01. They outlined a plan for a [restructuring] of the company over a 3-year period.02. Many jobs will be lost when the program is [restructured] next month.03. The recent [restructuring] in the military has resulted in the closure of a number of bases.04. The company is hoping to [restructure] its debt payments in order to avoid bankruptcy.05. The company's [restructuring] plan calls for a 10% reduction in staff over the next two years.06. After having a heart attack, he decided to [restructure] his life to include more time for doing the things he enjoyed most.07. The World Bank has recognized the country's efforts at [restructuring] its economy to decrease its debt load.08. Following the merger, [restructuring] was deemed necessary in order to incorporate the newly acquired plants and employees.09. In Korea's corporate sector, overall results of [restructuring] have been quite positive, with the debt-equity ratio improving dramatically.10. They implemented the plan for a [restructuring] of the company over a 3-year period.11. The recent [restructuring] of the company has been successful in making the firm more profitable.12. We have [restructured] our management set-up somewhat because upper administration was getting a little top-heavy.13. [Restructuring] has resulted in a slight decrease in costs.14. The country has completely [restructured] its economic system in the wake of the fall of communism.15. Martin Luther King once remarked that an edifice that produces beggars needs [restructuring].
Grammatical examples in English. 2013.
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restructure — re‧struc‧ture [ˌriːˈstrʌktʆə ǁ ər] verb 1. [intransitive, transitive] COMMERCE if a company restructures, or someone restructures it, it changes the way it is organized or financed: • The iron ore company has restructured its operations. • The… … Financial and business terms
restructure — re·struc·ture /ˌrē strək chər/ vb tured, tur·ing vt: to change the makeup, organization, or pattern of restructure a corporation companies trying to restructure their debt Claudia MacLachlan vi: to restructure something Merriam Webster’s Dict … Law dictionary
restructure — (v.) 1951, from RE (Cf. re ) back, again + STRUCTURE (Cf. structure) (v.). Related: Restructured; restructuring … Etymology dictionary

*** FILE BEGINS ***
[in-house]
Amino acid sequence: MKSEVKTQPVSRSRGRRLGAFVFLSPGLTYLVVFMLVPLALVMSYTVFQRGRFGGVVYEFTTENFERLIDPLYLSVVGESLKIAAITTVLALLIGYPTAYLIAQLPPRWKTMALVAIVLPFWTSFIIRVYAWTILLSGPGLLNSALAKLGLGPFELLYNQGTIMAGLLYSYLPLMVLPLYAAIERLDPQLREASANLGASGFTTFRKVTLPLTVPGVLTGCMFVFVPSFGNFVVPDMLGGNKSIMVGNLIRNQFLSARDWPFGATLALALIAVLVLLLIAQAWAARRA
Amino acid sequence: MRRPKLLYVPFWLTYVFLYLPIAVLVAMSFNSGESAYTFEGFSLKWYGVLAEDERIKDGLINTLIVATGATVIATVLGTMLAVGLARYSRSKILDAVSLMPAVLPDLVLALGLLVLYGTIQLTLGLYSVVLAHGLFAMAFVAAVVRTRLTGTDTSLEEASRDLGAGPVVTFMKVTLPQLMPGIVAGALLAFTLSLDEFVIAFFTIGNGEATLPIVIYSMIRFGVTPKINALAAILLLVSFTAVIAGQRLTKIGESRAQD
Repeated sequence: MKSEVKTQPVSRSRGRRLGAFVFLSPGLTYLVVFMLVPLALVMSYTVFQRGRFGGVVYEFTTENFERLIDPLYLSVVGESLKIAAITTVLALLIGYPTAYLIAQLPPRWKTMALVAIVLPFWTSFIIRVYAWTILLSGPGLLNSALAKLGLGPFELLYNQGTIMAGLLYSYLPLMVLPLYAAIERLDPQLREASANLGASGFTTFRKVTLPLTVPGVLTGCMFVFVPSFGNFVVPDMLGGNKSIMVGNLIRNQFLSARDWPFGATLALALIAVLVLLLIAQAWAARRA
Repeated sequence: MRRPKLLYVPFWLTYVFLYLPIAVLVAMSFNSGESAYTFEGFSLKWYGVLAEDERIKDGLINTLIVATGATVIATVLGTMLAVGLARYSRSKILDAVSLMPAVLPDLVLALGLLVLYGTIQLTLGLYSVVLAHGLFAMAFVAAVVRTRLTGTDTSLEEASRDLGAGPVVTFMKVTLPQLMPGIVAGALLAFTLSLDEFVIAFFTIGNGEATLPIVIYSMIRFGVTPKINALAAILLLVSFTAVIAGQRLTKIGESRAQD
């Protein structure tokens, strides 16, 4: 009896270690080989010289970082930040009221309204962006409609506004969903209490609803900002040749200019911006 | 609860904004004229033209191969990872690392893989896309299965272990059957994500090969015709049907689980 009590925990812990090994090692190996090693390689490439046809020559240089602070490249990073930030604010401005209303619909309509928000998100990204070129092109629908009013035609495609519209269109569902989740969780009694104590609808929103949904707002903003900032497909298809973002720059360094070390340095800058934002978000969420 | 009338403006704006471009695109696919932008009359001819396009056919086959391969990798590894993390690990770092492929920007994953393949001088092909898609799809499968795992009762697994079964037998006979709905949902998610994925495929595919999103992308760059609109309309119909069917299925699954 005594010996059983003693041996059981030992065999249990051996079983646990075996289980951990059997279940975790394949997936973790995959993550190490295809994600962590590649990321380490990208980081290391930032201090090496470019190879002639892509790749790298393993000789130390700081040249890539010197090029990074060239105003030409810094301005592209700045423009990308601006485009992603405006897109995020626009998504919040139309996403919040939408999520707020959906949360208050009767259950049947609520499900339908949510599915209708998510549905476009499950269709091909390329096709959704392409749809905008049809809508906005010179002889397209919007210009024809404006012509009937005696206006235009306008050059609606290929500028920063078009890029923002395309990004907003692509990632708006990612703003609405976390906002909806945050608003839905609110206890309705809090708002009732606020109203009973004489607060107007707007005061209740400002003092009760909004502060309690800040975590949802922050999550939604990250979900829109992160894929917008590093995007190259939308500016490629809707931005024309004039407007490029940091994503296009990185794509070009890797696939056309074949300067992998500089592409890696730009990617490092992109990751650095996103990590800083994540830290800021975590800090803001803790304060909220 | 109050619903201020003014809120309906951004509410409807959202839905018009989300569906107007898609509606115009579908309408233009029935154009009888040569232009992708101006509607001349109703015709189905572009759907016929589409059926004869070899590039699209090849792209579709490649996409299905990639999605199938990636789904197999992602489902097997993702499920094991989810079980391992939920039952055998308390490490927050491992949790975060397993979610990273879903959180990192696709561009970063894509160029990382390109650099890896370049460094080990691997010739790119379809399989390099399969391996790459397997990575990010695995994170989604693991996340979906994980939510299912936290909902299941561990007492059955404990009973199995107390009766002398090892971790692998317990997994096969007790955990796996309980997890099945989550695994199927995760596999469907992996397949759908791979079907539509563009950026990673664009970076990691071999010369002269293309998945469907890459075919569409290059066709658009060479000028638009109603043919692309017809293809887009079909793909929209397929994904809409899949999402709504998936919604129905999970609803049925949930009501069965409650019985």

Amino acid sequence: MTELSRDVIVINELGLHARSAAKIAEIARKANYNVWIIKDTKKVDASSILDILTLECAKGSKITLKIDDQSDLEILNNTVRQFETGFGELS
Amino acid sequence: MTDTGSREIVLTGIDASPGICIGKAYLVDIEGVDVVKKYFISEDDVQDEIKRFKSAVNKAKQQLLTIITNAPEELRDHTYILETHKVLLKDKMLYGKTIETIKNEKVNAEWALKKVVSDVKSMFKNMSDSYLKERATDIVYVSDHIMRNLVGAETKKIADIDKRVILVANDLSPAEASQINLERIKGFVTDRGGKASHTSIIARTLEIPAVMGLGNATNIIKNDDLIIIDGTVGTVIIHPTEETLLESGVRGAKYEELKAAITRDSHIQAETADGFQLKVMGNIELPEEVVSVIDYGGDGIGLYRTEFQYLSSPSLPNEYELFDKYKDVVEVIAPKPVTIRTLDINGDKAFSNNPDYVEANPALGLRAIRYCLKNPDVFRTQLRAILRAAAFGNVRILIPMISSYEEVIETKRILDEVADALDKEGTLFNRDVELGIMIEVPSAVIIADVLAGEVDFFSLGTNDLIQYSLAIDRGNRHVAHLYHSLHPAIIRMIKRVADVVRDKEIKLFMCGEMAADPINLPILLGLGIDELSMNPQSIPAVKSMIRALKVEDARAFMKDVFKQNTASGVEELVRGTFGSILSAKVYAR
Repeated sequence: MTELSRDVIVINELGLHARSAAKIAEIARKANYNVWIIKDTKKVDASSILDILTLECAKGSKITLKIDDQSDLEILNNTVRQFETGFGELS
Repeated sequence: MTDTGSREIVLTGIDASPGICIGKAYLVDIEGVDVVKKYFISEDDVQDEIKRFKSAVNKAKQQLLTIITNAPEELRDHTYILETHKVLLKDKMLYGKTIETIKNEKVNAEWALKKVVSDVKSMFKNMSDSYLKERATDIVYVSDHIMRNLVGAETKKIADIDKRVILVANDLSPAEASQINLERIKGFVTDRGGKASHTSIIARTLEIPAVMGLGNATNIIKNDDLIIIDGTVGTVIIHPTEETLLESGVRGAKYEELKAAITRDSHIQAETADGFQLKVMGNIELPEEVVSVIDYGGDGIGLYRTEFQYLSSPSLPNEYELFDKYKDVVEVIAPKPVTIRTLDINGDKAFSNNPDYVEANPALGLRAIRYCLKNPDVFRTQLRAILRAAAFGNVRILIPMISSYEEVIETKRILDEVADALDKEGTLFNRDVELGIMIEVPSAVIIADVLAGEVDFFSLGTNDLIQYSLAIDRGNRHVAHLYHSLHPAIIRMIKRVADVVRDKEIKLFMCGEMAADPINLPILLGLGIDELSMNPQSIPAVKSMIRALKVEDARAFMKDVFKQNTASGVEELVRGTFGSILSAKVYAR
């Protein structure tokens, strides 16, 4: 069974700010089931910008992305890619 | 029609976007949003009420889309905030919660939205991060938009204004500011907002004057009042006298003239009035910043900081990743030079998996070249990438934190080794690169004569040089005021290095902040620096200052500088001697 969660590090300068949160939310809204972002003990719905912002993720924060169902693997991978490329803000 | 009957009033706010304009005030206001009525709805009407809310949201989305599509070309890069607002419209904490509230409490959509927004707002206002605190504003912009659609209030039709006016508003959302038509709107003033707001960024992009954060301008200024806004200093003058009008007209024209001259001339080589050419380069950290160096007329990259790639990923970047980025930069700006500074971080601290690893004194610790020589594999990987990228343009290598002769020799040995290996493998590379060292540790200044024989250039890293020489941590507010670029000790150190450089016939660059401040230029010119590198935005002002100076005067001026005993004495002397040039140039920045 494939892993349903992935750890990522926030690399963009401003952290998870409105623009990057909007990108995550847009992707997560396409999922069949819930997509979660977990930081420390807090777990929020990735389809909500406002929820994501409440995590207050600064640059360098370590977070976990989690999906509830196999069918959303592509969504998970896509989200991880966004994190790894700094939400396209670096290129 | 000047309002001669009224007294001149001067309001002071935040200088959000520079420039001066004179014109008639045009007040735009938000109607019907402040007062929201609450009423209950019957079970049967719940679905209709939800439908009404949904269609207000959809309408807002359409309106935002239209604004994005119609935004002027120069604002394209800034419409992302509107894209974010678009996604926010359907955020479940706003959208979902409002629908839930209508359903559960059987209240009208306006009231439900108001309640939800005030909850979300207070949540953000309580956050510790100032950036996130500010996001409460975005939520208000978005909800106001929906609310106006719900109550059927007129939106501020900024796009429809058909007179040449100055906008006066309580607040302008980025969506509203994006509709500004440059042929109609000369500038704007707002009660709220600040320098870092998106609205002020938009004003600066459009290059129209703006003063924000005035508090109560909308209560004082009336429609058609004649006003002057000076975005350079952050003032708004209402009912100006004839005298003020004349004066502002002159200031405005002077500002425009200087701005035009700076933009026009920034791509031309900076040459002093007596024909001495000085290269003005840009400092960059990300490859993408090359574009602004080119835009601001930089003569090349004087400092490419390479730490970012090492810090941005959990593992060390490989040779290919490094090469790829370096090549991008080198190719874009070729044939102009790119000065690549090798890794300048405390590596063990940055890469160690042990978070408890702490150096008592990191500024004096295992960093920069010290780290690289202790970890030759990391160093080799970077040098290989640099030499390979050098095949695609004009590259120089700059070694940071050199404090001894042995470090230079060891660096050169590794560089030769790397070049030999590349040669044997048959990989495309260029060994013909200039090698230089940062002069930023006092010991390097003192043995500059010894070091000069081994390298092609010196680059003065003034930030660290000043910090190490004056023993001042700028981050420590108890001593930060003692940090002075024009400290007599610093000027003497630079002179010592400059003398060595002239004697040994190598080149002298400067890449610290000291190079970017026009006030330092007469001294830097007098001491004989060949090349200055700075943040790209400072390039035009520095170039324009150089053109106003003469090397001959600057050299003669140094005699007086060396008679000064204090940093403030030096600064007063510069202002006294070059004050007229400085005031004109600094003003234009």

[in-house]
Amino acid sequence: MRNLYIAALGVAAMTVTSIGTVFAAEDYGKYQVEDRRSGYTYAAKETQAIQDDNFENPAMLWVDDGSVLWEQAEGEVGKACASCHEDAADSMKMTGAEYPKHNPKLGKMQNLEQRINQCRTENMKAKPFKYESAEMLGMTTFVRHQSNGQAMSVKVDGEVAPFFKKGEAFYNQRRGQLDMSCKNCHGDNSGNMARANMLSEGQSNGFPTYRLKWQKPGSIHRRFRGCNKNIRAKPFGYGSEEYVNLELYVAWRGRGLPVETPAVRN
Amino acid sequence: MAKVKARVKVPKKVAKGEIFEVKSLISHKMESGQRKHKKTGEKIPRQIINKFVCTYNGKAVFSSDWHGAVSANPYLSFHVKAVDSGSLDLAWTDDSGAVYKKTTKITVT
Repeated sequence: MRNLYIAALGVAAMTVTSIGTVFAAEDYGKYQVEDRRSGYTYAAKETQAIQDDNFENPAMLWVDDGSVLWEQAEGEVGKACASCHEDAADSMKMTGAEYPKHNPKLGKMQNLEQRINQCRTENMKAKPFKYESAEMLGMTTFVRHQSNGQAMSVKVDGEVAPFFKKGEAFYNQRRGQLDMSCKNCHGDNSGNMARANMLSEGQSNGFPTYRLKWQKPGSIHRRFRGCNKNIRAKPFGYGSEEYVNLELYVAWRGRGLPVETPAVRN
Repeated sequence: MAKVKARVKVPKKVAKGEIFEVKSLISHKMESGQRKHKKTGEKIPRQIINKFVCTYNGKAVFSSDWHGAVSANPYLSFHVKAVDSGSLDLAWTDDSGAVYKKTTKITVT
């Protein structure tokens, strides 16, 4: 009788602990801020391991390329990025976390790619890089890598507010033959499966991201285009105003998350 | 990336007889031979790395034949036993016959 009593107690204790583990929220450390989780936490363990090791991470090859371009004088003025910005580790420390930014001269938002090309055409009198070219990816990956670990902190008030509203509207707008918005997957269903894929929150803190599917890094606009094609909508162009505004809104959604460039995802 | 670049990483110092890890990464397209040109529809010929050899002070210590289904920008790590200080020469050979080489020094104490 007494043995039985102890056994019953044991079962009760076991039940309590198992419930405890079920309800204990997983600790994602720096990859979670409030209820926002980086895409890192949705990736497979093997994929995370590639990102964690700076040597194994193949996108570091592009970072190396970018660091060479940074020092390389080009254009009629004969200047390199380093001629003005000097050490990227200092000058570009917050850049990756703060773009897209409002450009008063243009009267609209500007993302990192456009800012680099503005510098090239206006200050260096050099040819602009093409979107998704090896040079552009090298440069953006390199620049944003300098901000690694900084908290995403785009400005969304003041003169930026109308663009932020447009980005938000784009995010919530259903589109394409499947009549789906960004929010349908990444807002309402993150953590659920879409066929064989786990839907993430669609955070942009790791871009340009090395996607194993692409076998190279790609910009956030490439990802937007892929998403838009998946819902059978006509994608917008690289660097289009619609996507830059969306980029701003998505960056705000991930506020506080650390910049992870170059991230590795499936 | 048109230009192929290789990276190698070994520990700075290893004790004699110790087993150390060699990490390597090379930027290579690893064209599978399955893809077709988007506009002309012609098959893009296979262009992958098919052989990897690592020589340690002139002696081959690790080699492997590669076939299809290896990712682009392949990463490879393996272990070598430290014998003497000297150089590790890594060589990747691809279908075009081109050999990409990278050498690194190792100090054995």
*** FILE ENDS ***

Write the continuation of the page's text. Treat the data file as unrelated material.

restructure — ► VERB 1) organize differently. 2) Finance convert (a debt) into another debt that is repayable at a later time … English terms dictionary
restructure — [rē struk′chər] vt. restructured, restructuring 1. to plan or provide a new structure or organization for 2. to change the terms of (a loan, bond issue, etc.) to reduce the financial burden on the debtor … English World dictionary
restructure — [[t]ri͟ːstrʌ̱ktʃə(r)[/t]] restructures, restructuring, restructured VERB To restructure an organization or system means to change the way it is organized, usually in order to make it work more effectively. [V n] The President called on educators… … English dictionary
restructure — restructurer, n. /ree struk cheuhr/, v., restructured, restructuring, n. v.t. 1. to change, alter, or restore the structure of: to restructure a broken nose. 2. to effect a fundamental change in (as an organization or system). 3. to recombine… … Universalium
restructure */ — UK [ˌriːˈstrʌktʃə(r)] / US [ˌrɪˈstrʌktʃər] verb [transitive] Word forms restructure : present tense I/you/we/they restructure he/she/it restructures present participle restructuring past tense restructured past participle restructured to organize … English dictionary
restructure — /riˈstrʌktʃə/ (say ree strukchuh) verb (t) (restructured, restructuring) 1. to change the organisation or structure of: to restructure the hospital s committee system. 2. (in business, manufacturing, etc.) to change the pattern of employment,… … Australian English dictionary
restructure — Date: 1942 transitive verb to change the makeup, organization, or pattern of intransitive verb to restructure something … New Collegiate Dictionary